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Sunday, 19 August 2018



Last updated:08/09/2018, 5 min read

How To Create & Use A Custom Function In Google Sheets


Introduction



Google Sheets, along with Google Docs and Google Slides are a spreadsheet, a word processor, and a presentation program respectively, all part of a free, web-based software office suite offered by Google within its Google Drive service. The three applications are available as web apps, mobile apps and desktop apps (on ChromeOS only). The applications are compatible with the corresponding Microsoft Office file formats, therefore, the user can save an “online file” to his desktop and then open it with the appropriate Office app.

To be more precise, the Google Sheets app is very similar to Excel. If you have ever used Excel, especially some pre-Ribbon version (Office 2003 and back), you will definitely understand how the Google Sheets app works. The similarities don’t stop only on the environment and the user interface. The Google Sheets app contains an internal script editor where the user can create his/her own custom functions, similar to VBA functions in Excel. The language that is used to create these custom functions in Google Sheets is called Apps Script. The Apps Script is also used in other Google apps, so it reminds a lot of the universal usage of VBA in the entire Office suite.

The Apps Script is actually the Google’s version of ECMAScript, which runs on its servers (not in the browser). Consequently, Apps Script can be considered as a browser-independent language. If you haven’t heard the ECMAScript in the past, don’t worry! You probably already know another “dialect” of it, called JavaScript. In short, Apps Script is based on JavaScript 1.6 with some portions of 1.7 and 1.8 and provides a subset of ECMAScript 5 API. According to Google, the Apps Script "provides easy ways to automate tasks across Google products and third party services”. This is the language that we will use in this tutorial.



Create a new spreadsheet on Google Sheets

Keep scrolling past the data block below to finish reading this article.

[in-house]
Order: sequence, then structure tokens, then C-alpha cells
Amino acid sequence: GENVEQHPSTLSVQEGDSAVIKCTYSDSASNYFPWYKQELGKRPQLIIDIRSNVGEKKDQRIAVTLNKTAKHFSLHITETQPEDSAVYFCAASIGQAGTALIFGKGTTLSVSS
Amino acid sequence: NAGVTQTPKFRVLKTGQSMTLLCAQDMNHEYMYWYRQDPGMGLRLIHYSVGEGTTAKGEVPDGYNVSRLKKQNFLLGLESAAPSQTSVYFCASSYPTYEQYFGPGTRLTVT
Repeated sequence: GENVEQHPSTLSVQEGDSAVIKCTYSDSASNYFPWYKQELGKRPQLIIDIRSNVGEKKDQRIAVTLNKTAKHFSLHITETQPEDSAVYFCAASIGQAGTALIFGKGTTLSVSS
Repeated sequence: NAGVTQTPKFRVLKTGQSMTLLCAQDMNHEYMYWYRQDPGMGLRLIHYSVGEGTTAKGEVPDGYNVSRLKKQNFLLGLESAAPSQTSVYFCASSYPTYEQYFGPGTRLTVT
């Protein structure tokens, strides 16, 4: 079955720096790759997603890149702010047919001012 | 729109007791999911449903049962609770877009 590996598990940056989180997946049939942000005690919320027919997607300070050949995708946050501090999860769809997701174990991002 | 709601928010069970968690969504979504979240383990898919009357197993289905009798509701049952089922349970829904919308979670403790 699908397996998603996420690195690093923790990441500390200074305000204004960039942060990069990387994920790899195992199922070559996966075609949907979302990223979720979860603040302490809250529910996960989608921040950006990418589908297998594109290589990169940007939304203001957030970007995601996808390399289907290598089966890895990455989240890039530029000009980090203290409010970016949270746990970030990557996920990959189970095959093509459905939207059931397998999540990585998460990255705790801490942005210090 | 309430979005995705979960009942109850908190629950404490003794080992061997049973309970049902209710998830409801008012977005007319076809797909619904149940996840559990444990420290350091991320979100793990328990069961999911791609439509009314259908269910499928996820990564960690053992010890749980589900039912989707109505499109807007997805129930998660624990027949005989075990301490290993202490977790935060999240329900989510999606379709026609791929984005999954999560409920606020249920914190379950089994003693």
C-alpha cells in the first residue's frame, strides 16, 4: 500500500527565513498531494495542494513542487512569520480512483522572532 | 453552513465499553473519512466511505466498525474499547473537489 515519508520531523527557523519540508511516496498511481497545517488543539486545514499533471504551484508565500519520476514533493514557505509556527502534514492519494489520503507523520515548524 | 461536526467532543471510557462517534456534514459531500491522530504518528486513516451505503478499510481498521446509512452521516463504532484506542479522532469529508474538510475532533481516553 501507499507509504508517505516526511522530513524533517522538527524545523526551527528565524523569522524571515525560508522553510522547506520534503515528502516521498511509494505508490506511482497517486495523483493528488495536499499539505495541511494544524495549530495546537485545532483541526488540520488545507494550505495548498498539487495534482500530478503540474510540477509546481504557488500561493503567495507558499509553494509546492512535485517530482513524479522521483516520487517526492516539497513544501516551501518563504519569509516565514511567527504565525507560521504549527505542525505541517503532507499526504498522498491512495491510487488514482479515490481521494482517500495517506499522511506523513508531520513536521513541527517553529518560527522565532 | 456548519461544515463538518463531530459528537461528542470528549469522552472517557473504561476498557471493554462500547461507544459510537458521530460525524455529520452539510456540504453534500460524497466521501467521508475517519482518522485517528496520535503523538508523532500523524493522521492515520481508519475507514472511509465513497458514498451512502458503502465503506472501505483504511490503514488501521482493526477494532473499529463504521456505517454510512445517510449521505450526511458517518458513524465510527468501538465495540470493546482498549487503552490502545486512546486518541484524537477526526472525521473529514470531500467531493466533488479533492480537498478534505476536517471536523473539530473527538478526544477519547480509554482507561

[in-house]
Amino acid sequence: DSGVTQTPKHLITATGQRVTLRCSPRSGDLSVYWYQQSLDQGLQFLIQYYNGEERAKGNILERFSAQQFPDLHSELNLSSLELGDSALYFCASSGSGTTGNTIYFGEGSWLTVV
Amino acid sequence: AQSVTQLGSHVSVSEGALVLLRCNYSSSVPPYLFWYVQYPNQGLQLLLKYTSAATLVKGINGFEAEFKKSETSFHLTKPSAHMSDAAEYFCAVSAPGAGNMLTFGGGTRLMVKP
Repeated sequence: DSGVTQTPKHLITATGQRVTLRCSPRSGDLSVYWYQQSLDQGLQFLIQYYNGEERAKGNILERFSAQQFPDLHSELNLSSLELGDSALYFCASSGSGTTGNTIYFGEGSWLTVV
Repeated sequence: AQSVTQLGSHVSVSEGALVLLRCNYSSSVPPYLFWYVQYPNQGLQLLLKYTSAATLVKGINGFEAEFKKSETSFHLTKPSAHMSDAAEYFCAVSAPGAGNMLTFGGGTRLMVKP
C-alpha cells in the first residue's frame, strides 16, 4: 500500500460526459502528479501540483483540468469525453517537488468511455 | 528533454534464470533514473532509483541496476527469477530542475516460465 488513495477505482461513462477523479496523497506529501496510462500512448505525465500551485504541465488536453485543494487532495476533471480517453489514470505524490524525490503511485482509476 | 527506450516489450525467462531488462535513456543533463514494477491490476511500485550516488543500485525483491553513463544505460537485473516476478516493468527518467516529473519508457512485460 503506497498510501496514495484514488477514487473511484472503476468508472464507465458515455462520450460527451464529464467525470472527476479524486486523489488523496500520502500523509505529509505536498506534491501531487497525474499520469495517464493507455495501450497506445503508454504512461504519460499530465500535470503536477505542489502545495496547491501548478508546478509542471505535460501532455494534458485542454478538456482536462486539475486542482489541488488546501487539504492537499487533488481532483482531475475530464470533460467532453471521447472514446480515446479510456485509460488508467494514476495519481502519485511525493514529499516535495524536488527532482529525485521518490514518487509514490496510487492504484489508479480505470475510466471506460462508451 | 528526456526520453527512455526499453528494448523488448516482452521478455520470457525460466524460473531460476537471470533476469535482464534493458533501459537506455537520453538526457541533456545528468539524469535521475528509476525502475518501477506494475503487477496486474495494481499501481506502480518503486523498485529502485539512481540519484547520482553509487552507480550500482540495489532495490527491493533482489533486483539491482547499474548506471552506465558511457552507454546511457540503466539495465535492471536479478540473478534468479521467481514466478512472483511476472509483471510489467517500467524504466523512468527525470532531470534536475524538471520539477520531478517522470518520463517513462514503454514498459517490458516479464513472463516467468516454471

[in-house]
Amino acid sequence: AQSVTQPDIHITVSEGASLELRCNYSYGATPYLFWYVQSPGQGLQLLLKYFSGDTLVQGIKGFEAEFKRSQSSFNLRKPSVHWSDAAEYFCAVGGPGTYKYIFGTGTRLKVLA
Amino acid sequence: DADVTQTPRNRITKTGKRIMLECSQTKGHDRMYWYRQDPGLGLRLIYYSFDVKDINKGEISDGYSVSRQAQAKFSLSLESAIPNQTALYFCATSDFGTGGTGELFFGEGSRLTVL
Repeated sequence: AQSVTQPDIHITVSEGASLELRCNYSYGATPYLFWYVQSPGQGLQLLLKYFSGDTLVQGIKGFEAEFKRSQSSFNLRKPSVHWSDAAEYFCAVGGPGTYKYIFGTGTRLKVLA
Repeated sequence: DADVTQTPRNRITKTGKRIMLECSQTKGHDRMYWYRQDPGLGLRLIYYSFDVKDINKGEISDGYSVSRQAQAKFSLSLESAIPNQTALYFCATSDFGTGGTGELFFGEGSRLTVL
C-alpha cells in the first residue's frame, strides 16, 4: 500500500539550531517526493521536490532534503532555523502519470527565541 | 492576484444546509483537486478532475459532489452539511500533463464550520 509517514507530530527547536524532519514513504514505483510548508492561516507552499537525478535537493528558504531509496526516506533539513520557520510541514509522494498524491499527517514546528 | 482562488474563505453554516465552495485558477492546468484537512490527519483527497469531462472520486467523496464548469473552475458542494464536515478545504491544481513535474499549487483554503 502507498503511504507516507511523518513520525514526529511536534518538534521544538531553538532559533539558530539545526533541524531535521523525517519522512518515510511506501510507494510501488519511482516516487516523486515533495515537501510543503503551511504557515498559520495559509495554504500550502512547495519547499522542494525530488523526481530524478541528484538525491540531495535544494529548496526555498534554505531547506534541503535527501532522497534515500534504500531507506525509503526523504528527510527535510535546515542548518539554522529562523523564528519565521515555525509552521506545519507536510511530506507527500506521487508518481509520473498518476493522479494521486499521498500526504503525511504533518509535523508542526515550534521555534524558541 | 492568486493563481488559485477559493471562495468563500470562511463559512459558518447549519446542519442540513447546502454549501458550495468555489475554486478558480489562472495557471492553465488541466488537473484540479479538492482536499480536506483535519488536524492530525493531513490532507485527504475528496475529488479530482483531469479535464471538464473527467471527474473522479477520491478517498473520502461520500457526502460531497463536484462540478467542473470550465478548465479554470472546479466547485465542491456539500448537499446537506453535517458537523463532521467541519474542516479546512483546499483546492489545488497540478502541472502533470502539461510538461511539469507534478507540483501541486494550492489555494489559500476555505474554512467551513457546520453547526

Before we write our first custom function using Apps Script, we will learn first how to create a new blank spreadsheet on Google Sheets. So, please follow the next simple steps:

Step 1: First of all, ensure that you are logged in to your Google account.

Log In To Google Account

Step 2: Go to the Google Drive page.

Logged To Google Drive

Step 3: In this page, you should click on the New button. Then, on the drop-down menu select the Google Sheets option by clicking the small arrow. Finally, click on the Blank spreadsheet option.

Create A New Spreadsheet In Google Sheets

Step 4: A new spreadsheet is created and you are redirected to a new page. To rename and this spreadsheet, click on the Untitled spreadsheet title and enter your preferred name.

Rename The Spreadsheet

If you hit enter, the spreadsheet will look like the image below.

Renamed Spreadsheet

Note, that all the changes are automatically saved in Google Drive, so unlike Excel, you don’t have to manually save it. Here is what you will see on your Google Drive:

Renamed File On Google Drive



The Apps Script editor



Now that we have created and renamed our spreadsheet, we are ready to switch to our Apps Script editor. Select the Tools category from the menu and then click on the Script editor option.

Switch To Script Editor

A new page pop-up; that’s our Apps Script editor or if you prefer our Integrated Development Environment (IDE). Unlike the VBA IDE, it is relatively simpler, nevertheless, it includes sufficient functionality.

The Script Editor

The default project contains a single script file (Code.gs) and an empty function (myFunction), which we will modify in a little bit. Script files are similar to VBA modules. Multiple script files can be created and organized inside a single project (i.e. as it is in the case of a VB 6.0 project). Within each script file, you can write code that is accessible from all the script files included in the project. Unlike VBA, there is no option to restrict access using the Option Private Module.

If you need to rename the Untitled project, simply click on the title. An input box will pop-up, prompting you to give a name. Type your preferred name and click the OK button.